Melvin Carraway, the Acting Administrator for the Transportation Security Administration, has been removed from his post after an internal review found airport security unable to detect fake explosives and weapons in 95 percent of tests.
Department of Homeland Security Jeh Johnson said the removal is “Effective immediately” and that Carraway would be reassigned to the Office of State and Local Law Enforcement at DHS headquarters.
Taking Carraway’s place until a new acting administrator is appointed will be Acting Deputy Director, Mark Hatfield.
“I thank Melvin Carraway for his eleven years of service to TSA and his 36 years of public service to this nation,” Johnson said. He further urged the Senate to move forward with the confirmation of President Obama’s nominee to be the next TSA administrator, Coast Guard Vice Admiral Pete Neffenger, “as quickly as possible.”
Following the exposure of the TSA security failures Monday, uncovered by the Inspector General of the Department of Homeland Security review — wherein “Red Teams” of agents posing as passengers were able to get contraband through security in 67 of 70 tests — Johnson also announced a series of changes to TSA security.
“The numbers in these reports never look good out of context, but they are a critical element in the continual evolution of our aviation security. We take these findings very seriously in our continued effort to test, measure and enhance our capabilities and techniques as threats evolve,” Johnson said in a statement Monday.
He noted that while the results the review is confidential he said the public should know the department is taking action to improve security in six specific ways.
First, I have directed TSA leadership to immediately revise its standard operating procedures for screening to address the specific vulnerabilities identified by the Inspector General’s testing.
Second, I have directed TSA to immediately brief the results of testing to the Federal Security Directors at every airport across the United States.
Third, I have directed TSA to conduct training for all transportation security officers, in a phased fashion, in airports across the country, and intensive training for all supervisory personnel to address the specific vulnerabilities identified by the Inspector General’s testing.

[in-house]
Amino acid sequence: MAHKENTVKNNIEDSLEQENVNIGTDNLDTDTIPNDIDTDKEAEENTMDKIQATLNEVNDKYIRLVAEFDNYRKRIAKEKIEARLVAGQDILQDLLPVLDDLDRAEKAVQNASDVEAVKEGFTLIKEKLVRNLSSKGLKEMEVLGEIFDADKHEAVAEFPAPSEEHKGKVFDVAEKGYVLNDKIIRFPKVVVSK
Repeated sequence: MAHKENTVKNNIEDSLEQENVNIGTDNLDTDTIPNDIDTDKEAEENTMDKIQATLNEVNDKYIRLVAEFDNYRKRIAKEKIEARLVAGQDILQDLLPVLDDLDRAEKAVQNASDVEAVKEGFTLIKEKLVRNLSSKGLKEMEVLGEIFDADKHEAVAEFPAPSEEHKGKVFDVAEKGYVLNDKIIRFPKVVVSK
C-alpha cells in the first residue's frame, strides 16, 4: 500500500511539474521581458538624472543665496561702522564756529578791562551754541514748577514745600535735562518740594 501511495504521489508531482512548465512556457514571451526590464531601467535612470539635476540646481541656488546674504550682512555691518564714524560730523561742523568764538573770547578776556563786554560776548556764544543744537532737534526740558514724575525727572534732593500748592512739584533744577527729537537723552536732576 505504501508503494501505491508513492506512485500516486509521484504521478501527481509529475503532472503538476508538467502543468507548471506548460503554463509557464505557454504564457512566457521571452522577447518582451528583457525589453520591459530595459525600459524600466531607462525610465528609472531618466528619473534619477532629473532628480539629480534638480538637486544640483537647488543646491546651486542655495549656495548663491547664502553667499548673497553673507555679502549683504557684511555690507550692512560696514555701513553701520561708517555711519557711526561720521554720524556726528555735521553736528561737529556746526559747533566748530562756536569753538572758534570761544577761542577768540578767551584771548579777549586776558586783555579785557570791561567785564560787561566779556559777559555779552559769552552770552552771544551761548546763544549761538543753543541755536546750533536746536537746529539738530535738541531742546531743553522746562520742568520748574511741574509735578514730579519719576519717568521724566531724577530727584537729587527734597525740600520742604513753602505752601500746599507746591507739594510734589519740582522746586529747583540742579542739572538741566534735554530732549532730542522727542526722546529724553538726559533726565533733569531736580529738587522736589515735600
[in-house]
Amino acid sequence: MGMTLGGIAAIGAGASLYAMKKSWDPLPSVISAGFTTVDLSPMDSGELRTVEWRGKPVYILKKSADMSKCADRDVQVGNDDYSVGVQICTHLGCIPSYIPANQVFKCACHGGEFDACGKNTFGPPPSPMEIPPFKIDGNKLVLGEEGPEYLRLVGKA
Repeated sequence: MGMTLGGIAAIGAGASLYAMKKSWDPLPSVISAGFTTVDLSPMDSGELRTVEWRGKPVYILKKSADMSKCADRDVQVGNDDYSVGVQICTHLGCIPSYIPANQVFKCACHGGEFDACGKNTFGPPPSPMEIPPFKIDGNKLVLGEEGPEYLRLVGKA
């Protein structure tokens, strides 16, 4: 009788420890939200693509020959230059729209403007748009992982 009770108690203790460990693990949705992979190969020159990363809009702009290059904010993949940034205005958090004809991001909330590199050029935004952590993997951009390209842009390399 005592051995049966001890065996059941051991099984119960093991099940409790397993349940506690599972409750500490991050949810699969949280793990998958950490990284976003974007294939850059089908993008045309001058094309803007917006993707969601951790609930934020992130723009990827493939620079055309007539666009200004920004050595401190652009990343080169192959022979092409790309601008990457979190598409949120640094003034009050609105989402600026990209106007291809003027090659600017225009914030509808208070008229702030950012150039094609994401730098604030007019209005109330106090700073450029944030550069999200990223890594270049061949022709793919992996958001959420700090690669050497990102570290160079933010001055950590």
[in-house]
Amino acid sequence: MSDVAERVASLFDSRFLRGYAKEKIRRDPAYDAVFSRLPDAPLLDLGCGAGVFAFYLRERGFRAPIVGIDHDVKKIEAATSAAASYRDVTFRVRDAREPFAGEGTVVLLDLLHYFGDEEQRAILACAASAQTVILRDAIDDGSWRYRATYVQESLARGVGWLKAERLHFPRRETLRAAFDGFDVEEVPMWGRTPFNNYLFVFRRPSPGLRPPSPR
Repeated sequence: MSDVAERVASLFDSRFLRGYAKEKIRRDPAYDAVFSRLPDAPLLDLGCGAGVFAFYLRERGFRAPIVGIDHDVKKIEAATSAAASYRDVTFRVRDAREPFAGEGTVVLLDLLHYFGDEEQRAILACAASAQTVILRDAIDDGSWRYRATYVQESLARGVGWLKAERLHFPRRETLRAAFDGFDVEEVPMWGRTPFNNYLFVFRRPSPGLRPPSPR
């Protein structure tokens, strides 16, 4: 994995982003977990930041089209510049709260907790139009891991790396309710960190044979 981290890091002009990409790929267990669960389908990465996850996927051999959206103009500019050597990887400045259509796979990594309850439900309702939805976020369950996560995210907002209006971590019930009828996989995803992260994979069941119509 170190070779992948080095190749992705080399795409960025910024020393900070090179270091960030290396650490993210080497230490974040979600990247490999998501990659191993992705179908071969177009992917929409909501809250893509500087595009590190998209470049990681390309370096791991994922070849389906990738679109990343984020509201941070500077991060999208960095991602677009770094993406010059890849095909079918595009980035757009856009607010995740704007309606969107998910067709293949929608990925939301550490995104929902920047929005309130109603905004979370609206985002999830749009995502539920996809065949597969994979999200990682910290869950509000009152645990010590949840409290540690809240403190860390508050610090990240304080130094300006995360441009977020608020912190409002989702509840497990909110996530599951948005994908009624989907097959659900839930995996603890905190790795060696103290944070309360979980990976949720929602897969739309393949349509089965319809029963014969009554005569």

Fourth, I have directed TSA, in phased fashion, to re-test and re-evaluate the screening equipment currently in use at airports across the United States. As a related matter, I personally intend to meet with senior executives of the contractors involved in the development of the equipment at issue to communicate to them the importance of their assistance in our efforts to investigate and remedy the deficiencies highlighted by the Inspector General.
Fifth, I am asking the Inspector General and TSA to conduct continued random covert testing to assess the effectiveness of these and other measures to improve airport security.
Sixth, I am appointing a team of TSA and DHS senior leaders to oversee and ensure timely implementation of these actions. I will remain personally engaged in this effort, and will ask the team to report its progress to me on a bi-weekly basis.
Johnson added that in the long term he expects TSA to check all screening equipment and has called on TSA and the Department of Homeland Security Under Secretary for Science and Technology to consider new technologies to take on the threats.
“I continue to have confidence in the TSA workforce. Last fiscal year TSA screened a record number of passengers at airports in the United States, and, at the same time, seized a record number of prohibited items. TSA and the Inspector General are constantly testing and adapting the systems we have in place as part of our commitment to aviation security,” he said.